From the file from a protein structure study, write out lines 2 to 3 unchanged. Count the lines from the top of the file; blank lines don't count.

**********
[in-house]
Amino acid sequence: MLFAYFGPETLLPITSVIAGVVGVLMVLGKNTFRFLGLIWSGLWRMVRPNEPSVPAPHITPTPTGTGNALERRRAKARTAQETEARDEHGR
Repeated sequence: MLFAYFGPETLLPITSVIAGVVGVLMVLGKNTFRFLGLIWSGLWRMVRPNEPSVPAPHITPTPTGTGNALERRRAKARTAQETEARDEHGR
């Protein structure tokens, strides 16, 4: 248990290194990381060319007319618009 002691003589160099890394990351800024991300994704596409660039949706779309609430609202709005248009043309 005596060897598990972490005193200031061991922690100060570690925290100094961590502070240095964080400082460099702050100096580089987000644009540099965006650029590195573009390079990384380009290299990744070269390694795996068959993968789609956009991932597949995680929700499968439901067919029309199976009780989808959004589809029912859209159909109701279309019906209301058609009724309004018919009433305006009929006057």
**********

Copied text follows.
Amino acid sequence: MLFAYFGPETLLPITSVIAGVVGVLMVLGKNTFRFLGLIWSGLWRMVRPNEPSVPAPHITPTPTGTGNALERRRAKARTAQETEARDEHGR
Repeated sequence: MLFAYFGPETLLPITSVIAGVVGVLMVLGKNTFRFLGLIWSGLWRMVRPNEPSVPAPHITPTPTGTGNALERRRAKARTAQETEARDEHGR